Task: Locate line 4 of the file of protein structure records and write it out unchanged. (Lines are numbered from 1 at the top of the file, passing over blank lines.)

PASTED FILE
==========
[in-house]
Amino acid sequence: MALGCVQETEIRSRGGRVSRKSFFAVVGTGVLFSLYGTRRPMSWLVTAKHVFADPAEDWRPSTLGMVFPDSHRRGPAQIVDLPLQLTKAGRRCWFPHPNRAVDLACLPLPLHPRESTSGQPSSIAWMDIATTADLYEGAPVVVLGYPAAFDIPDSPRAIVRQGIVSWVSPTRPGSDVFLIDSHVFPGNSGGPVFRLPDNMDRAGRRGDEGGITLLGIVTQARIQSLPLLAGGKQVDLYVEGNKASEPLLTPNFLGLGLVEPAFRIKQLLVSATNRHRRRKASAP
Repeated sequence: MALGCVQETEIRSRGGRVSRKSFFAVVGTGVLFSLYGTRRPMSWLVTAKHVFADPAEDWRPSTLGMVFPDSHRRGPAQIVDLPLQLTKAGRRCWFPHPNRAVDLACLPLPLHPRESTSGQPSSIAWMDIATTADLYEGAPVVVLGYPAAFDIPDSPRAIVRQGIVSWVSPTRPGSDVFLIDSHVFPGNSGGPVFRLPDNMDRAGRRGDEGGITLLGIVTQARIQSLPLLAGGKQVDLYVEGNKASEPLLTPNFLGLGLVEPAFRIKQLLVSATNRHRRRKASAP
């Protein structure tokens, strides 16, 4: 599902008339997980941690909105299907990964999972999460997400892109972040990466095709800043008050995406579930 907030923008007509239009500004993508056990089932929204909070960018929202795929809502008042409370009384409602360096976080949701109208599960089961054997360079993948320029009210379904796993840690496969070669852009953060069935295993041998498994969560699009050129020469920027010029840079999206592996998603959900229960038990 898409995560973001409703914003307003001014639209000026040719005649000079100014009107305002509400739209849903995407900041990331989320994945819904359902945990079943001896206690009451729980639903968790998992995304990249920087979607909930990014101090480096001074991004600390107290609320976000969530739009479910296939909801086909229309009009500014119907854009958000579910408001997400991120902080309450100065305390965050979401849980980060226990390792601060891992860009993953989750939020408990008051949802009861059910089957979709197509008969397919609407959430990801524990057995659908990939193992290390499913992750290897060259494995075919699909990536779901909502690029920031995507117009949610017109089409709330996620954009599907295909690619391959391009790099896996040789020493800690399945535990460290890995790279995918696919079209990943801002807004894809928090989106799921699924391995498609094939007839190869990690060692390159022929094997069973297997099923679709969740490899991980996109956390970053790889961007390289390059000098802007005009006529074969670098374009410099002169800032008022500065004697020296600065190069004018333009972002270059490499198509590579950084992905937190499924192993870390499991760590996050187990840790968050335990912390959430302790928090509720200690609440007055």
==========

């Protein structure tokens, strides 16, 4: 599902008339997980941690909105299907990964999972999460997400892109972040990466095709800043008050995406579930 907030923008007509239009500004993508056990089932929204909070960018929202795929809502008042409370009384409602360096976080949701109208599960089961054997360079993948320029009210379904796993840690496969070669852009953060069935295993041998498994969560699009050129020469920027010029840079999206592996998603959900229960038990 898409995560973001409703914003307003001014639209000026040719005649000079100014009107305002509400739209849903995407900041990331989320994945819904359902945990079943001896206690009451729980639903968790998992995304990249920087979607909930990014101090480096001074991004600390107290609320976000969530739009479910296939909801086909229309009009500014119907854009958000579910408001997400991120902080309450100065305390965050979401849980980060226990390792601060891992860009993953989750939020408990008051949802009861059910089957979709197509008969397919609407959430990801524990057995659908990939193992290390499913992750290897060259494995075919699909990536779901909502690029920031995507117009949610017109089409709330996620954009599907295909690619391959391009790099896996040789020493800690399945535990460290890995790279995918696919079209990943801002807004894809928090989106799921699924391995498609094939007839190869990690060692390159022929094997069973297997099923679709969740490899991980996109956390970053790889961007390289390059000098802007005009006529074969670098374009410099002169800032008022500065004697020296600065190069004018333009972002270059490499198509590579950084992905937190499924192993870390499991760590996050187990840790968050335990912390959430302790928090509720200690609440007055």